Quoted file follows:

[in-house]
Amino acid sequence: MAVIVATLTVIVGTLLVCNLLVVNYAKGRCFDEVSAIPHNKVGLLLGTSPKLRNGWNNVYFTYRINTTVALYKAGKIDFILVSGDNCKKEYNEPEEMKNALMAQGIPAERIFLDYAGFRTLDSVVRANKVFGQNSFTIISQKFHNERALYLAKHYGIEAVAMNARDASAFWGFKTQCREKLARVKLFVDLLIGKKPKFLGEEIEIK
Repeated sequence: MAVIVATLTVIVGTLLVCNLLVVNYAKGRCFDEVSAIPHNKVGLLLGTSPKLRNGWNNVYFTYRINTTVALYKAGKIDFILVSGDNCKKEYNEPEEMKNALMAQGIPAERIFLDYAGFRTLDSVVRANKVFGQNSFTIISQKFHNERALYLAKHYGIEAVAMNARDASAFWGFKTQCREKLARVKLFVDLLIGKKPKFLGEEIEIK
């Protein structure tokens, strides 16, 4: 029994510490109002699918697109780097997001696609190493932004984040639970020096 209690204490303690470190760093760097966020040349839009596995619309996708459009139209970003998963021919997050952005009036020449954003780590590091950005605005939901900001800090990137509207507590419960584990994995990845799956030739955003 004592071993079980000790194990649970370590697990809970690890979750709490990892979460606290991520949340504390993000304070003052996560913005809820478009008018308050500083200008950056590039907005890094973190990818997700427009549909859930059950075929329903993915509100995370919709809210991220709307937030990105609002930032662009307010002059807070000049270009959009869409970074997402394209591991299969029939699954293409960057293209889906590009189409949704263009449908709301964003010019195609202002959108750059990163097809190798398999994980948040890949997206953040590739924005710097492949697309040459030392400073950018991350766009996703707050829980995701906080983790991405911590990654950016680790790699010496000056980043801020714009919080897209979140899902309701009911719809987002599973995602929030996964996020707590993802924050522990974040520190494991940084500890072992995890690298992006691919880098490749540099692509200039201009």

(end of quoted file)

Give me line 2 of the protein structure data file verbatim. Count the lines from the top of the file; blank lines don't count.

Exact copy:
Amino acid sequence: MAVIVATLTVIVGTLLVCNLLVVNYAKGRCFDEVSAIPHNKVGLLLGTSPKLRNGWNNVYFTYRINTTVALYKAGKIDFILVSGDNCKKEYNEPEEMKNALMAQGIPAERIFLDYAGFRTLDSVVRANKVFGQNSFTIISQKFHNERALYLAKHYGIEAVAMNARDASAFWGFKTQCREKLARVKLFVDLLIGKKPKFLGEEIEIK